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The Lovebirds Review

 

Every couple, like the one in The Lovebirds, wants to believe that they have it figured out; that they’ve somehow tapped into the secret to a functional relationship; and that theirs is the perfect partnership which thrives on nonverbal communication and shared goals. Every couple also wants to believe that, when dropped into an impossible situation, their bond is strong enough to find the way out. For even if they’re two ordinary people when apart, they can be extraordinary together—whether it’s saving a struggling relationship or singlehandedly solving a murder-mystery-inside-a-cult-conspiracy.

You laugh, but your next thought was likely “…huh.” And that’s what Netflix’s The Lovebirds does—warms you up with some familiar jokes about how easily modern dating shifts from casual to something more, and then cuts to the quick with real talk about how much of a mystery an actual relationship is. 

When we first meet Leilani (Issa Rae) and Jibran (Kumail Nanjiani), they’re riding the high of a great first date that bled into the next morning, and beyond. As they spend the whole day together, each is besotted, peeking at the other to see if their feelings are mirrored. Then we jump ahead four years where they have stared at each other for so long that they know every imperfection, and then have stopped looking altogether.

While en route in what feels like a routine weekend at a friends’ party, they have one of those standard couple’s fights that suddenly escalates into a full-blown breakup, spurred on by years of resentment and unhappiness. It’s one of the movie’s most earnest moments. Yet before they (or we) can even process what’s happened, they hit a guy on a bike. Don’t worry, he’s not dead. That comes later when a mustachioed stranger claiming to be a cop immediately commandeers their car at the site of the accident. That stranger then hits the biker again, and then backs up over the body in reverse, just to be sure. As Jibran and Leilani watch the “cop” flee and stare down at a dead body, they suddenly go from recent exes to murder suspects.

Unless. Unless They, as a proper noun, are the rare couple that can work together to solve the impossible situation. Not their relationship, because that’s already done for. Rather they’re trying to avoid a different type of life sentence: in prison.

In what has become a familiar narrative blueprint for this growing subgenre of mysteries doubling as couple’s therapy, the pair is compelled to follow a series of clues, retrace their unintentional victim’s steps around New Orleans, and encounter all sorts of unsavory types. What gives their story more dire stakes than, say Game Night or Netflix’s very own Murder Mystery, is the color of their skin, and the automatic assumption that they are already suspects no matter how innocent they are. Yet despite sharing a premise (in the broadest sense) with Queen & Slim, The Lovebirds finds a way to cleverly subvert that story too.

Jibran and Leilani’s relationship feels wonderfully lived-in—making fun of each other with the ease and familiarity of a shared life. There’s long-winded riffs about the most mundane couple shit that delightfully pays off when you least expect it. It’s clear that Rae and Nanjiani really dug down into who their characters are, both as individuals and as a dysfunctional unit. If anything, that relatability comes through the best not in the cutesy banter, but in all their little fractures. Every scene, while treading the typical plot beats of this kind of story—surviving interrogation, donning disguises, doing some interrogating of their own—is weighted down by their specific baggage in a way that makes the absurd feel authentic.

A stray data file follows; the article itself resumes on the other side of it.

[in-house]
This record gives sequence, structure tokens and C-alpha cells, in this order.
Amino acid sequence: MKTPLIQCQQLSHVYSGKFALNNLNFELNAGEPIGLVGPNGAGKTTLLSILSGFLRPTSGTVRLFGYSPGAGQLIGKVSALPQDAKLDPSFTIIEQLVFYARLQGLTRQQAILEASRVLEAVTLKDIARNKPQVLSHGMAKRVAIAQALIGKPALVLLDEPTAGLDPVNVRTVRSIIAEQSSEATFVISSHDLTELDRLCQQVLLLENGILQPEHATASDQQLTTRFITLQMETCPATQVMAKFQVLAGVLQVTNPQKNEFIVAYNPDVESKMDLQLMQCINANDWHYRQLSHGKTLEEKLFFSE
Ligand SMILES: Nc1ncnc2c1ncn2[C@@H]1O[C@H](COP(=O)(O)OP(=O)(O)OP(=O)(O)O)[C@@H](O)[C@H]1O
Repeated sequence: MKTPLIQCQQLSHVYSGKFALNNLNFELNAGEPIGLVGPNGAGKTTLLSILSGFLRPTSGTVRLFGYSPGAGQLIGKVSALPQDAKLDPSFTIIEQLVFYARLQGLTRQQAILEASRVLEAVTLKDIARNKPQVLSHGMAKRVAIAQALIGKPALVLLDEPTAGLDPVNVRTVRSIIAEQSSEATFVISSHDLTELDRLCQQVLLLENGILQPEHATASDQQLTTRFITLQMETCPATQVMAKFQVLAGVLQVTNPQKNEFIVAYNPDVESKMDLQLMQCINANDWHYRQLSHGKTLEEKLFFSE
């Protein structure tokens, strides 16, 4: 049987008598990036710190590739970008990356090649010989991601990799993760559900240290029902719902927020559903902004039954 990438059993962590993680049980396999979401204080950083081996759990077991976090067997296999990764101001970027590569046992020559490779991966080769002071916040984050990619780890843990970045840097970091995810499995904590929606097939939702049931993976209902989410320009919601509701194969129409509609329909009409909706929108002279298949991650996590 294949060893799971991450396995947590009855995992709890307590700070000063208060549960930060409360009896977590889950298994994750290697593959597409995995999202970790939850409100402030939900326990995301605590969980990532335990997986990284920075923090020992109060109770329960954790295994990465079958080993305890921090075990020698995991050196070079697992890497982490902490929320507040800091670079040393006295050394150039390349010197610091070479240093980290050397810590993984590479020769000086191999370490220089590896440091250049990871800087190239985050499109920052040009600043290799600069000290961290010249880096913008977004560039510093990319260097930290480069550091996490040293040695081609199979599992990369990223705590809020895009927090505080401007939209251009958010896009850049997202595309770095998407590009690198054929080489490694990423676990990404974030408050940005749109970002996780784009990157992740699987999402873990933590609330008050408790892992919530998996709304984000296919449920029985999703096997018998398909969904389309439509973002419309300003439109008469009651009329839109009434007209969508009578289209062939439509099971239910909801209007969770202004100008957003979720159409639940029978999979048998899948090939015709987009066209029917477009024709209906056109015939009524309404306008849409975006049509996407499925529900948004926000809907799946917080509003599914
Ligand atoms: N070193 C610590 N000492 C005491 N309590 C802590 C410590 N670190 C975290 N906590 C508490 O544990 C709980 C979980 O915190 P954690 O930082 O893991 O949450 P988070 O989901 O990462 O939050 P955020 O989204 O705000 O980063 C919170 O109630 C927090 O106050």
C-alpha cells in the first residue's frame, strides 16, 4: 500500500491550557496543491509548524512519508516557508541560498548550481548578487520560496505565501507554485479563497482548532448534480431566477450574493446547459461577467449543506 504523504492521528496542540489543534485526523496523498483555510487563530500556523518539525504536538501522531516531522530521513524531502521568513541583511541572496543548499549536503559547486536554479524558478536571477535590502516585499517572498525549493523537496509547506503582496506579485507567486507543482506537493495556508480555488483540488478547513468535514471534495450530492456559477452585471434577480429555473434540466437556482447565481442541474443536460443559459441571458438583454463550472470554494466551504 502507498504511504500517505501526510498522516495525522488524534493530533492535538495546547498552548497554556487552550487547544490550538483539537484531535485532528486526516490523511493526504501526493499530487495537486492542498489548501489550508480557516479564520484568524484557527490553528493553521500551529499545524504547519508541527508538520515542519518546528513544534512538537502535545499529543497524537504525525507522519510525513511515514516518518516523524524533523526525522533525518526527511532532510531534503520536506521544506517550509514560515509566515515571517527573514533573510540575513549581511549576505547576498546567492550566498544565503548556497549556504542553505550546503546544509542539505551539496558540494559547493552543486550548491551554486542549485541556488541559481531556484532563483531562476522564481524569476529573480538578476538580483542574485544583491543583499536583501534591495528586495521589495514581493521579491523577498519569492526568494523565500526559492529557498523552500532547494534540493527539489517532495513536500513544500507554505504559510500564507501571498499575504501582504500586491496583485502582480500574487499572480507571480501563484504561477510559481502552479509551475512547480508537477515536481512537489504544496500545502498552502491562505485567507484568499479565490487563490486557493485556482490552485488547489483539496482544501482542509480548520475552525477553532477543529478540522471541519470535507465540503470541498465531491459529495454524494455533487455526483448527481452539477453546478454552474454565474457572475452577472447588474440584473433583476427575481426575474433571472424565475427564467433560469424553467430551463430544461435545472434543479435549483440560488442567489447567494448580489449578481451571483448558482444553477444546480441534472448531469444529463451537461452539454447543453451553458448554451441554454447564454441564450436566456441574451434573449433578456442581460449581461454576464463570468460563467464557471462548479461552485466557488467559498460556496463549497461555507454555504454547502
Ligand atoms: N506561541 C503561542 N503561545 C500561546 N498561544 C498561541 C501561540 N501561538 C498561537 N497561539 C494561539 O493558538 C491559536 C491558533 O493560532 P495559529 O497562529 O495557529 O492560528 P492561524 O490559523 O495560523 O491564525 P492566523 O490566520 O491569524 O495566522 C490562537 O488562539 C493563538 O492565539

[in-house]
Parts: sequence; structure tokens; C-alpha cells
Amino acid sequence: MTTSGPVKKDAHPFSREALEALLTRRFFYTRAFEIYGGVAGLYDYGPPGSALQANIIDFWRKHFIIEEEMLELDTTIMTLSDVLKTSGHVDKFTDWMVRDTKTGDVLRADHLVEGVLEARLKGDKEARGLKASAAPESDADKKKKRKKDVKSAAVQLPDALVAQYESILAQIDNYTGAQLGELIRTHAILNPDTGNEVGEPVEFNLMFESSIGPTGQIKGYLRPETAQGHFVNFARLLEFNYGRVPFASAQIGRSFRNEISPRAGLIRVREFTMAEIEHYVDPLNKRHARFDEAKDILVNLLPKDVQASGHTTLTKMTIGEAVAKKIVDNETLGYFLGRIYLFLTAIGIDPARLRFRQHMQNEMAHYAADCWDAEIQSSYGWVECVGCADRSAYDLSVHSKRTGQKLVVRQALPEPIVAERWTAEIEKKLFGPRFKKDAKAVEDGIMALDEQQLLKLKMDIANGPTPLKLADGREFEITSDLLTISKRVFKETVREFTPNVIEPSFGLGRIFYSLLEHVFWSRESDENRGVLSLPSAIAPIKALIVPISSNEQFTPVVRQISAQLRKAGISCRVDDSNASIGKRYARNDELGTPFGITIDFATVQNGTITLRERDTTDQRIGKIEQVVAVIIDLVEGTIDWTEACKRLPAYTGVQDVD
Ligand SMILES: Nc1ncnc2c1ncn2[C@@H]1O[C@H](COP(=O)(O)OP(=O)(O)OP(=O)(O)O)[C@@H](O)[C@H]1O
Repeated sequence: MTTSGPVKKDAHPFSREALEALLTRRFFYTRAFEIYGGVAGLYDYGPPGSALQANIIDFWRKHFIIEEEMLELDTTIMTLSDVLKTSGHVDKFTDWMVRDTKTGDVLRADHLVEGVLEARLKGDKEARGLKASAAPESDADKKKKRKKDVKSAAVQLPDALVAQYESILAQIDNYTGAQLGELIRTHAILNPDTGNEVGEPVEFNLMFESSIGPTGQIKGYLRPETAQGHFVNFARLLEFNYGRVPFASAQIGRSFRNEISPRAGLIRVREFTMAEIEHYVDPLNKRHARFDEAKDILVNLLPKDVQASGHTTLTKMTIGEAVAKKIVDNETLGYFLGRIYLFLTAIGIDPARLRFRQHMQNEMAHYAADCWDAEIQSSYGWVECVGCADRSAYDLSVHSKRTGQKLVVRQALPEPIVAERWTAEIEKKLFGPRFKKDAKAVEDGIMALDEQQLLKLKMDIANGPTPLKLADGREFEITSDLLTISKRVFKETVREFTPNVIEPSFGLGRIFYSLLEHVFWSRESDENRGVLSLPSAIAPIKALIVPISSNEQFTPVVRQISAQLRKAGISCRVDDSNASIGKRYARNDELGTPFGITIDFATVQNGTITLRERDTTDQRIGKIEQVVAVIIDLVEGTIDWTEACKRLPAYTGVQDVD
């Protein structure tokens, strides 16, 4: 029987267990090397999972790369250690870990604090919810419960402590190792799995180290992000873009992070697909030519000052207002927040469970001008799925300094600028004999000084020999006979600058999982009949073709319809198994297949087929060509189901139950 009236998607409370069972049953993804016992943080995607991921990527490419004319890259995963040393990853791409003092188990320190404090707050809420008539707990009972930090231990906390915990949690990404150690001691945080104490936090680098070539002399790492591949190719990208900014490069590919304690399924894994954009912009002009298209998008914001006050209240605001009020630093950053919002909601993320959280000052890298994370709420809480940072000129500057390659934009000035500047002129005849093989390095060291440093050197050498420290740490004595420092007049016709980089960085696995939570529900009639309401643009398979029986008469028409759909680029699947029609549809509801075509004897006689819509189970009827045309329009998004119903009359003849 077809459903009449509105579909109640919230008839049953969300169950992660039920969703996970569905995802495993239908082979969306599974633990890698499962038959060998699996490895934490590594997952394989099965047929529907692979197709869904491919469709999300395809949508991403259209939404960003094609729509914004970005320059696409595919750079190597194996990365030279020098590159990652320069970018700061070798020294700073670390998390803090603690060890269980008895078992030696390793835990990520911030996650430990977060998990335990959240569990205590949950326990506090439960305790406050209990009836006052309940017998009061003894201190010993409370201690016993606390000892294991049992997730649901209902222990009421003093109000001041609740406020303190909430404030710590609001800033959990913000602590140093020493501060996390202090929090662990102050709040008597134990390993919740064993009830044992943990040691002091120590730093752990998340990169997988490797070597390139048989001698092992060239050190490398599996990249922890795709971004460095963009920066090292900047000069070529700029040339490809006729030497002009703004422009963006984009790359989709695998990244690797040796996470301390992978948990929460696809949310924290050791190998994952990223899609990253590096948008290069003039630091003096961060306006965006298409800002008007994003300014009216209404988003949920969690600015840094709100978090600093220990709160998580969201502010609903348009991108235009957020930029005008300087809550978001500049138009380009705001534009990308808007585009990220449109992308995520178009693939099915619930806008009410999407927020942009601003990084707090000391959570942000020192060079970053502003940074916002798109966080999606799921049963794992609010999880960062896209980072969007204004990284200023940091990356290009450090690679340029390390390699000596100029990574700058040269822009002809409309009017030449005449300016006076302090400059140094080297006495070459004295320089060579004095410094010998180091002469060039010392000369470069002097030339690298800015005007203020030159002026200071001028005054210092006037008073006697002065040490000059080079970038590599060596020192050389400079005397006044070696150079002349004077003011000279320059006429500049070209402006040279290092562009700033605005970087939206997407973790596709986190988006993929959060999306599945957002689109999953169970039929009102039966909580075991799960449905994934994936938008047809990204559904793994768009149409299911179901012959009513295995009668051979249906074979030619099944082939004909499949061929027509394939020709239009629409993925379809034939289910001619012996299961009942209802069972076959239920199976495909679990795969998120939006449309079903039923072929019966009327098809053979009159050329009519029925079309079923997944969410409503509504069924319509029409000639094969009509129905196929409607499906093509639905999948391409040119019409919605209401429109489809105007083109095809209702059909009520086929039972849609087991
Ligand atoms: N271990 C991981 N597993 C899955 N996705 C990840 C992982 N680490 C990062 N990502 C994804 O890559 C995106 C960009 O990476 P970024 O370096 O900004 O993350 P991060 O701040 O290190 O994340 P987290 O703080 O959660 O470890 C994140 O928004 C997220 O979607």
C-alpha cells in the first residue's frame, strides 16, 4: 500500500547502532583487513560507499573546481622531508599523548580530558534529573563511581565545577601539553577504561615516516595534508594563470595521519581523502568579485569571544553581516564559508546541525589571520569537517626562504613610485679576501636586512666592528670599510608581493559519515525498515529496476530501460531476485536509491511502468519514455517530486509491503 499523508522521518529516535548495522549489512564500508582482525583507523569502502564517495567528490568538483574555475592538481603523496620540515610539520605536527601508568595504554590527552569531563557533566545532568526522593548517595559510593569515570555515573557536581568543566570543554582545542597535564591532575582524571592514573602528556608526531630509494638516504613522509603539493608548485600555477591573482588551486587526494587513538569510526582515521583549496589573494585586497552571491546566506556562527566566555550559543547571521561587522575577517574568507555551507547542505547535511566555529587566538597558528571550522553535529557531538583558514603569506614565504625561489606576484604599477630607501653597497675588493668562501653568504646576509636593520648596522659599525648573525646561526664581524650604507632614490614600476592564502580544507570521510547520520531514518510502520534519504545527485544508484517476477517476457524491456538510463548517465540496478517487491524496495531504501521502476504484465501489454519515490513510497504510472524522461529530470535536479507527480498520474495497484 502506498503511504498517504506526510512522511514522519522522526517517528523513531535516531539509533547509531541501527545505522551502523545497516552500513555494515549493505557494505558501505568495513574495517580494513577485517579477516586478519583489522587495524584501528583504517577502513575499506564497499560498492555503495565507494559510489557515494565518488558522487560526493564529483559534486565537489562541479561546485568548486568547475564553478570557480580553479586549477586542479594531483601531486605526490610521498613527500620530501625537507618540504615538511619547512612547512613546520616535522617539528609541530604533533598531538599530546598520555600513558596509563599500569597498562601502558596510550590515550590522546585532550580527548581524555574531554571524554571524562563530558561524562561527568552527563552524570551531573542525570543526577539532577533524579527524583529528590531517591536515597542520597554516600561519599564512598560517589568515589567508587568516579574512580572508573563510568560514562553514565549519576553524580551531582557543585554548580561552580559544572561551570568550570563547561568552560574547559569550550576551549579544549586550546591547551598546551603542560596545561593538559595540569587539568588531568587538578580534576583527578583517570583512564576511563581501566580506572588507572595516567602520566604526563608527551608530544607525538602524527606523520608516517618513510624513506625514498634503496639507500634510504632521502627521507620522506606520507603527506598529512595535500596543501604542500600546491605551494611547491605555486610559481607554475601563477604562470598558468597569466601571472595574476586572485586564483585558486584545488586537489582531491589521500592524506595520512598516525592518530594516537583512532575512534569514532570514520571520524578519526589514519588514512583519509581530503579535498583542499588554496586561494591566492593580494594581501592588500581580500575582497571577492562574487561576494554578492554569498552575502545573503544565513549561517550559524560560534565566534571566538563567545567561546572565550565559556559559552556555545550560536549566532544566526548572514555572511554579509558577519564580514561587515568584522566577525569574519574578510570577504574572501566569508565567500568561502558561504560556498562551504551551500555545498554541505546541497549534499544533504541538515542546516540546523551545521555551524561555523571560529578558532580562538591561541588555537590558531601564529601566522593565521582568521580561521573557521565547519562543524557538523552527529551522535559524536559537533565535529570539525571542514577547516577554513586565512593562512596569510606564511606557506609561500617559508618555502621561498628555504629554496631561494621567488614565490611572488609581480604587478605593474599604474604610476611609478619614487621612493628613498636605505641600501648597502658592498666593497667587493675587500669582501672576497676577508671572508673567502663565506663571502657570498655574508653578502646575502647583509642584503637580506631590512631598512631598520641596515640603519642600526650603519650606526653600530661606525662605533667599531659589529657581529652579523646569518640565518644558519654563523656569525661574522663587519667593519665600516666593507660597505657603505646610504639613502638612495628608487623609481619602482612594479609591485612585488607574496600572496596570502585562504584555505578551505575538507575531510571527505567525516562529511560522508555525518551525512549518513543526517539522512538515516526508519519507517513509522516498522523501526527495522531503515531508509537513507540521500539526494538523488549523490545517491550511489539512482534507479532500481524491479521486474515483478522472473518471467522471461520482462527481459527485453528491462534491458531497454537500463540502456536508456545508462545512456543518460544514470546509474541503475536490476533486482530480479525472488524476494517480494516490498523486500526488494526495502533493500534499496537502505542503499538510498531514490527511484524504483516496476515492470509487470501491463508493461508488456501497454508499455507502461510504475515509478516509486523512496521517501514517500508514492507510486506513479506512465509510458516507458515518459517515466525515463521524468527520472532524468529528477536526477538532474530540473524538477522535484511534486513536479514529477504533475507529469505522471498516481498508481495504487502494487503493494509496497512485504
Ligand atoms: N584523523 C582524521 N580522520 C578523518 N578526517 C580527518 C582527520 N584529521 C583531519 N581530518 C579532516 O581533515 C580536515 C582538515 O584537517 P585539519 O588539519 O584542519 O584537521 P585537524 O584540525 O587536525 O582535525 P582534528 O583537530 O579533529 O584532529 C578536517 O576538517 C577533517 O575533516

The thing is, those lovebirds we glimpsed at the start of the movie most likely would not have been up to this challenge; it would’ve been too early in their relationship to commit to something like a murder mystery. But Leilani and Jibran, having weathered four years of disappointments in her shallowness and his lack of self-worth, know what it is to try just one more time to achieve that unlikeliest of outcomes.

The trailer lays out the general set-pieces of their crazy night, from an ominous barn to a frat bro crash pad, to an auditorium where some rich folks look to be cosplaying Eyes Wide Shut. Yet going into The Lovebirds already knowing the stops doesn’t detract from the enjoyment.

Rather, it’s like The Amazing Race, a fact the film helpfully highlights when Leilani wonders why their adventure can’t be like her favorite reality TV show. The surprise is less where they go than what they do when they get there. And The Lovebirds’ action does have the frenetic, infectious feel of reality television, inspiring viewers to cheer on the underdog less out of their innate skill than sheer likeability. Jibran and Leilani are those compelling underdogs. No other couple would go through exactly this series of events the way they do; and honestly, no other duo would be as fun to watch.

Still, the movie does suffer from some lulls in the action. Even when they’re racing to their next rendezvous, the couple’s banter is more deadpan than anything else. Sometimes it’s an amusing contrast to the high stakes of the situation. At other points, you may find yourself wishing that more scenes had the same bubbly kind of energy found in the third act when Leilani amps Jibran up with a Katy Perry song as they drive to their fates.

As an action-mystery, The Lovebirds is a little imbalanced and imperfect. As a portrait of a couple rediscovering everything they like about each other, it’s charming and stubbornly hopeful. The old dating adage comes to mind: Every relationship ends, until it doesn’t. Every mystery is unsolvable, until it is.

The Lovebirds is available on Netflix on May 22.

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